It has become the judges’ practice to provide feedback on entries generally, in the hope that even the prize winners may pick up a few helpful hints.
The shortlist for the 2007 awards was the highest quality in the 15 years of the awards. To be shortlisted, without winning a prize, was itself an achievement.
The best entries, to a greater or lesser extent:
(i) displayed observation, sensitivity, intuition, wit, humour, irony, satire, and an excellent use of words and language;
(ii) made good and relevant points, often “thinking outside the box”;
(iii) constructed cogent arguments;
(iv) evoked interest, showing an appreciation that horseracing is an exceptionally multi-faceted sport, encompassing a wide variety of activities and participants; and
(v) were a great pleasure to read and had the ability to move the reader to sympathy, tears or laughter, dependent on their subject.
In the context of the high standards of the shortlist, the reasons why pieces were not shortlisted can substantially be explained by one or more of the following:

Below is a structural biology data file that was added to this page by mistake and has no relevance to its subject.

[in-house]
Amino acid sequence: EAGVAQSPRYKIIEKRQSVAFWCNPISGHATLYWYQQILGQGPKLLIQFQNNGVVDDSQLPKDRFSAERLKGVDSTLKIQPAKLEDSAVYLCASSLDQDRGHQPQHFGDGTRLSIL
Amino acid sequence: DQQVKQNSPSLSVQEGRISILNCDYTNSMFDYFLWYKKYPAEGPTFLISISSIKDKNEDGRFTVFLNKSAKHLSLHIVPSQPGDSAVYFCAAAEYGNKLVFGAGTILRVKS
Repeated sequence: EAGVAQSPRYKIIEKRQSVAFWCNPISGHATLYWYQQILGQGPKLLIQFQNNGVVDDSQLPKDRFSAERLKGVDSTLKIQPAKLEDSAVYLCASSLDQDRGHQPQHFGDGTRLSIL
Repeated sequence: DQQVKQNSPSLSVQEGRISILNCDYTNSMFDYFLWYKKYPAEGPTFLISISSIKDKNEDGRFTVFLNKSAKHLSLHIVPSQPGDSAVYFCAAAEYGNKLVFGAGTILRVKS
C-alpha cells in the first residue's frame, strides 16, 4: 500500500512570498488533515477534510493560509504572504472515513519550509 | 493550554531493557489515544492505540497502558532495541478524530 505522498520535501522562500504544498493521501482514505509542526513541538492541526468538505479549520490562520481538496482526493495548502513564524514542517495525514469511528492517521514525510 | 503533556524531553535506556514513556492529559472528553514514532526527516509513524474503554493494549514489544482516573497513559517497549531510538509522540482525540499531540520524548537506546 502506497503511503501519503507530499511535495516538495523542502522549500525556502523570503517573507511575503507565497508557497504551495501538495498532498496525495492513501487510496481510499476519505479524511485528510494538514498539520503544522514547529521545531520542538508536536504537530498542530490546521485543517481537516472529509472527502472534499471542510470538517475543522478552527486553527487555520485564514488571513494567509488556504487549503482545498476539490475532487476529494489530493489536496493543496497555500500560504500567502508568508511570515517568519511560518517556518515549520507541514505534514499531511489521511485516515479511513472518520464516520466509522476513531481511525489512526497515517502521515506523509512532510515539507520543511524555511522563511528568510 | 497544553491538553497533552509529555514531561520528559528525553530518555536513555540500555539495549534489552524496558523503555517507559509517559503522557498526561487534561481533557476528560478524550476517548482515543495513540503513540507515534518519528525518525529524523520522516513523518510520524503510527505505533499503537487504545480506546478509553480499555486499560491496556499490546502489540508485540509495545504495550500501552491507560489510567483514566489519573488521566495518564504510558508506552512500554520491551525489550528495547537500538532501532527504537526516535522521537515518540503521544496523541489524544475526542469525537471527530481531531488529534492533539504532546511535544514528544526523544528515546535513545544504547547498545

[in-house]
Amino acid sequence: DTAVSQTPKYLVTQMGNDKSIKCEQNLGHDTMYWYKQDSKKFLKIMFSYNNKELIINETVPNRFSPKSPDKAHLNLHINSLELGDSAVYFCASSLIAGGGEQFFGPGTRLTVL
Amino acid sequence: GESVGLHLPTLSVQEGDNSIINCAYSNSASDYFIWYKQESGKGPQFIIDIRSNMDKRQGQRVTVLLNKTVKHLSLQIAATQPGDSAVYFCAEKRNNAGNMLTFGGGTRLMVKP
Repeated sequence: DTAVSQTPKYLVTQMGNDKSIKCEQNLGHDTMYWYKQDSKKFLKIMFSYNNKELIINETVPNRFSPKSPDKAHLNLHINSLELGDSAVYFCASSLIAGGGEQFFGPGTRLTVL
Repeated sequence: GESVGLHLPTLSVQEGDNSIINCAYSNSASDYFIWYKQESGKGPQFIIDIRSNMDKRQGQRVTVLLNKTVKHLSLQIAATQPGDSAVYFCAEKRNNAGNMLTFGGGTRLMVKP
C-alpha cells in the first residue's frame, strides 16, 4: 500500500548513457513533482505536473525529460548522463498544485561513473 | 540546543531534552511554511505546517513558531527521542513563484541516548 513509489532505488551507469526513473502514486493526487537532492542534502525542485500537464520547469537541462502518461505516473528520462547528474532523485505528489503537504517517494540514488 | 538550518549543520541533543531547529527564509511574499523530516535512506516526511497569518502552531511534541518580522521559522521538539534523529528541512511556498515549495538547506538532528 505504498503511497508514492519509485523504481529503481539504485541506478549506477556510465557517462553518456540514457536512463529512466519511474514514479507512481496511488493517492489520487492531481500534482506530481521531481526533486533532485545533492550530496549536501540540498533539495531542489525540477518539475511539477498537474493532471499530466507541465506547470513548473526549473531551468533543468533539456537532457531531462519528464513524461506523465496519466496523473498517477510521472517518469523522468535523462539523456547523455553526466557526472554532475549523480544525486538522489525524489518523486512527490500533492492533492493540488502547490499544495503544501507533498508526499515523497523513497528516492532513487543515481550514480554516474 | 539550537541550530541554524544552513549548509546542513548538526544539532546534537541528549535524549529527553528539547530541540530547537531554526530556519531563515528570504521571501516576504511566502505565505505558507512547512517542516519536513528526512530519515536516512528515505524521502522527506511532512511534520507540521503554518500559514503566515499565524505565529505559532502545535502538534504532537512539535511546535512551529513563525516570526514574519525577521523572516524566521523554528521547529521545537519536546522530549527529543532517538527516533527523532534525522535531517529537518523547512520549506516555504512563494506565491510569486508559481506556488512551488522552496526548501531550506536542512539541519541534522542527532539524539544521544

(i) poor overall construction. A story or article needs a positive beginning and an intriguing middle part which leads to a conclusion – i.e., it needs to formulate an argument. Several articles did not;
(ii) insufficient investigation. Whereas a detailed knowledge of horseracing is not required for these awards, most articles on any subject need a small amount of research. Descriptions of horses springing out of traps and running laps are not convincing – they are not greyhounds. Investigation is a first necessity for a writer;
(iii) mundane writing. There needs to be some element of originality to attract the reader. Several articles did not say anything of interest or were uninspiring and dull;
(iv) bad spelling, bad grammar, poorly constructed sentences, and opacity; and
(v) lack of conviction. Several pieces did not bring their subjects to life and were not credible. They did not engage the reader.
All of you, thank you for entering in 2007. We hope that you found it a rewarding experience and, if eligible, you will wish to enter again in 2008.
Information on the 2008 awards appears on the website: www.mrwc.org.uk/willswritingawards. The big change in 2008 is the introduction of an under 15 category alongside the longstanding under 26 and under 19 categories and the presentation of awards to both winners and runners up in each of the three categories (formerly, just the under 26 category), i.e. a total of six prizes will be on offer.
Chairman of the Judges
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